As you may remember from my last blog, during the month of August I had the fantastic opportunity to travel to China and take part in a charity conservation project. The project consisted of a British team of 8 people, and a Chinese team of 8 people, coming together to assist the conservation of a 100 year old Clinic in a small water town called Tongli. All of the participants were from a Conservation or Architectural background, ranging from student level through to a Project Manager. The result of such a diverse team of volunteers was an incredibly useful asset to the conservation project, and also made for a very beneficial and interesting two weeks for everyone involved, as they learned a lot from each other and their backgrounds.
I set out on the trip as the only member of the National Trust in the team and felt very privileged to be representing such a great organisation. The National Trust is not only important and influential to conservation in the UK, but it is well respected all over the world as I learnt on my trip. The Chinese team and media were very interested in the work I do for the Trust and the conservation methods and techniques that we have. Although the Chinese conservation methods varied greatly from our own, they continued to be very open minded and appreciated the knowledge and experience I was passing on.
The trip involved both the British and the Chinese teams staying in a hotel beside the building site in a small town called Tongli, this town is sometimes described as the Venice of the East and was a very beautiful place full of history. The town itself was a conservation area and while the implications of that varied from what we know as a conservation area, the local government still worked very hard to protect its heritage. One regulation I found very impressive was that no fuel powered vehicles were allowed in the town and battery powered vehicles were used as an alternative. As both the Chinese and British teams were staying in the same hotel we had plenty of time to interact and learn about the great and fascinating differences in our culture and even now a couple of months on from the trip I, and I’m sure most of the British team are still in touch with our friends in China.
My position with the National Trust in Mount Stewart allowed me to be involved in the very early stages of the project and this was invaluable not only in experience to develop my knowledge as a Joiner, but also to let me fully understand the project and the many issues it is facing. Now you can understand that for this reason and many more I was extremely pleased upon our arrival at Tongli to find out that the works side of the project had not been started and we were able to see the building in its derelict neglected state. The people of Tongli and the local government were extremely welcoming and the day we arrived comprised of an opening ceremony in the town square and then a tour of the project site. The next day saw the start of the works and you really got a feeling of excitement and anticipation from everyone involved.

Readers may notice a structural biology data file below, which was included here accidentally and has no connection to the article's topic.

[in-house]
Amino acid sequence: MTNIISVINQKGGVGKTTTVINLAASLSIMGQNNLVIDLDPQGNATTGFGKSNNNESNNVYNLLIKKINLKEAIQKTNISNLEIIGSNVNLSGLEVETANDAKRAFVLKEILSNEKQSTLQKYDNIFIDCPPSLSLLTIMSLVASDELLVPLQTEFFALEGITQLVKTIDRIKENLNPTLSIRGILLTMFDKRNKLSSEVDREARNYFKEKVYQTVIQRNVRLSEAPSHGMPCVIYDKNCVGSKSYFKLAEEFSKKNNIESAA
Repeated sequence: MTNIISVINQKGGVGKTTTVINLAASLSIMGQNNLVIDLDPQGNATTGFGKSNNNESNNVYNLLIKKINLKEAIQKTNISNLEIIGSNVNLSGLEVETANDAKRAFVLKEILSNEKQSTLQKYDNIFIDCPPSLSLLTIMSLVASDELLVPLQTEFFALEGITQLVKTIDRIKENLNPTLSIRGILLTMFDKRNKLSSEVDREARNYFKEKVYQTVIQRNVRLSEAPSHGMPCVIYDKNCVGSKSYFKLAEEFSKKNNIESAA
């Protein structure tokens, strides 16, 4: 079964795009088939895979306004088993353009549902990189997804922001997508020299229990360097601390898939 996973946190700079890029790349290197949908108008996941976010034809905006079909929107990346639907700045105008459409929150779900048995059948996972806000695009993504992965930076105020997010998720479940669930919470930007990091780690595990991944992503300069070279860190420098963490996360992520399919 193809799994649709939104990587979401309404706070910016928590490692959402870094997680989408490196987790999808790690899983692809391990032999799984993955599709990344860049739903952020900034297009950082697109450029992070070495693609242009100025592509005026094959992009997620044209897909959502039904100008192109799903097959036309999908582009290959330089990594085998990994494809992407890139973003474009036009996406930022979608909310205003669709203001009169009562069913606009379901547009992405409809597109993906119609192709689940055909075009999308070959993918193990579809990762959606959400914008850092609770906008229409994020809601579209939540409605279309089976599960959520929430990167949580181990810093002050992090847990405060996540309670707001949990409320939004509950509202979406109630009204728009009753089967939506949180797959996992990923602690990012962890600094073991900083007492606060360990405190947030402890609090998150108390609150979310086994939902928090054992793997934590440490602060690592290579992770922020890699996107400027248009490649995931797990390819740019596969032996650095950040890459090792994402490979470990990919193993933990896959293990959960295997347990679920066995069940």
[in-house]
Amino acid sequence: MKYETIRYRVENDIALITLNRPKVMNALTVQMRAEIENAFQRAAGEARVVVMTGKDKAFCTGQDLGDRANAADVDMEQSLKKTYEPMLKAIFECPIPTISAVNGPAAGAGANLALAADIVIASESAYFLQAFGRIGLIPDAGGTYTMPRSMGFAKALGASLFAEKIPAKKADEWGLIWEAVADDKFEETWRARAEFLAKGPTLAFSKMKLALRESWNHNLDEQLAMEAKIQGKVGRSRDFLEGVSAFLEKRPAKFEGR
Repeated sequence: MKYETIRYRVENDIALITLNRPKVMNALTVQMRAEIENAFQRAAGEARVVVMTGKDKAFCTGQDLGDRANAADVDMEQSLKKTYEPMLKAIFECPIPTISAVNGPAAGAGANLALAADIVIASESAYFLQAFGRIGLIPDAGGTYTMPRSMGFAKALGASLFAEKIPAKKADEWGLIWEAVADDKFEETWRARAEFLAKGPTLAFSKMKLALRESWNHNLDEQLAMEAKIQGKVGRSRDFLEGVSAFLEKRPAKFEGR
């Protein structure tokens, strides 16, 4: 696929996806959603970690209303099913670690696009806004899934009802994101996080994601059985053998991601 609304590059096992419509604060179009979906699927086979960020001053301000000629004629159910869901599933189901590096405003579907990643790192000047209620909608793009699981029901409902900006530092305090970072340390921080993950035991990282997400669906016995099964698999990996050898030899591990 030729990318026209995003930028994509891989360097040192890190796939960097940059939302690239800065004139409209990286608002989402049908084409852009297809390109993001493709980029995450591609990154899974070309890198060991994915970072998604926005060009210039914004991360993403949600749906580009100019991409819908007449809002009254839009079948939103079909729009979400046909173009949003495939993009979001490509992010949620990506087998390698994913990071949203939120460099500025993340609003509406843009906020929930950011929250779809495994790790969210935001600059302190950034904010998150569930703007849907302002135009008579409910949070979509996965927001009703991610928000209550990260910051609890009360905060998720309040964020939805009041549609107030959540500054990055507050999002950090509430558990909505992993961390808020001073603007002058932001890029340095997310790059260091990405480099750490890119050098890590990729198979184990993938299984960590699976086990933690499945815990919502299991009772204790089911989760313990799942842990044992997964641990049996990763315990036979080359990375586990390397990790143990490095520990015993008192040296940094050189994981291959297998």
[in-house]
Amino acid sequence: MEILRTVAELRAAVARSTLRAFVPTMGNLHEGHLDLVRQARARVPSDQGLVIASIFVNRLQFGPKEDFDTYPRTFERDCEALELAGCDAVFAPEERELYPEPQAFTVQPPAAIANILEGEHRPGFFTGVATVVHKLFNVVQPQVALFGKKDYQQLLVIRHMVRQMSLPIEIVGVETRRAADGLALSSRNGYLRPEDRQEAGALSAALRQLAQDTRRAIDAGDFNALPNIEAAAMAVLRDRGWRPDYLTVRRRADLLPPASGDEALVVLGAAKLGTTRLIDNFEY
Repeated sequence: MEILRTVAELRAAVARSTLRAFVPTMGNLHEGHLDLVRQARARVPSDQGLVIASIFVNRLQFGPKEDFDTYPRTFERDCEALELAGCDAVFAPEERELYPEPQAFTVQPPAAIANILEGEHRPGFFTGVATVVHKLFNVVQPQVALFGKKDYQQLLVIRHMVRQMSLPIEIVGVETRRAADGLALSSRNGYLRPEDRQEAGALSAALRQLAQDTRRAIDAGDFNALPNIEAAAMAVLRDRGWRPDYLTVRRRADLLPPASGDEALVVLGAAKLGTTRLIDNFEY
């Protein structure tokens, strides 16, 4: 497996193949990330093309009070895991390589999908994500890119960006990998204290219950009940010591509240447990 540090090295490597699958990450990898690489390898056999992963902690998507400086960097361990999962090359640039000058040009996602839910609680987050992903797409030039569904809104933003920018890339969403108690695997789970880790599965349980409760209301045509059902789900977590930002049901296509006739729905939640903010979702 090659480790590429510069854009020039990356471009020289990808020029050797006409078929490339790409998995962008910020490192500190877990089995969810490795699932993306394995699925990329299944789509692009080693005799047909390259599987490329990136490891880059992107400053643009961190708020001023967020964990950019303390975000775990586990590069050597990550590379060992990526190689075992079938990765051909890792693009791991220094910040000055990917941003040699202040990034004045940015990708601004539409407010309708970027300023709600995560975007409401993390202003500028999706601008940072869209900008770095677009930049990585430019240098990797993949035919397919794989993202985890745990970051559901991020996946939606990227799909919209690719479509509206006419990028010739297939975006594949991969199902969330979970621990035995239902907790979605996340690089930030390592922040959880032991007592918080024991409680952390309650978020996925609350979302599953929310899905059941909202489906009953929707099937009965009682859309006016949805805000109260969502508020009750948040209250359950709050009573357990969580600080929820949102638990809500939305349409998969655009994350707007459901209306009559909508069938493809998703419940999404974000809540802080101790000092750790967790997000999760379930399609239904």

Working on this project and listening to the various people involved, it became clear to me that the way the Chinese conservation organisations see a historic building varied to that of our conservation organisations here in the UK. When they spoke of the work that they wanted to carry out and the vision that they wanted to achieve, it painted a picture of renovation more than conservation. In the UK we like to embrace the age and character of a building and have a philosophy of retention of historic fabric where possible, this was something that I tried my best to put across while in China. At one stage we visited a similar project that had been finished in Tongli and were amazed to see that other than the style and structure, the building looked quite new. Although to us in the UK this method of conservation seems somewhat unthinkable, it is important to try and understand the reasons behind it. I tried my best while over there to figure it out and in the end an explanation that I and the rest of the team agreed with came from a member of the British team. The traditional buildings in China were all very similar in their construction, the general structure and style was one that had been developed over thousands of years and for this reason it worked and there was no need to change it. In the UK we have had many different Architectural periods with different structures, styles and different materials. This means that every historic building is different and with each comes different hurdles. As a result of the similar style and uniform structures in China the Chinese are able to replace material and even whole sections of building with the confidence that they will bring it back to what it was like when first built. This is why I think it could be described as renovation more than conservation.
All in all I had a great time in Tongli and learnt a huge amount not just from the project and the work, but from the people I worked with, people from all different backgrounds and from all over the world coming together to share skills and experience. I am very grateful that I was able to be a part of the world heritage scheme and once again thank the National Trust for the opportunities I continue to be provided with.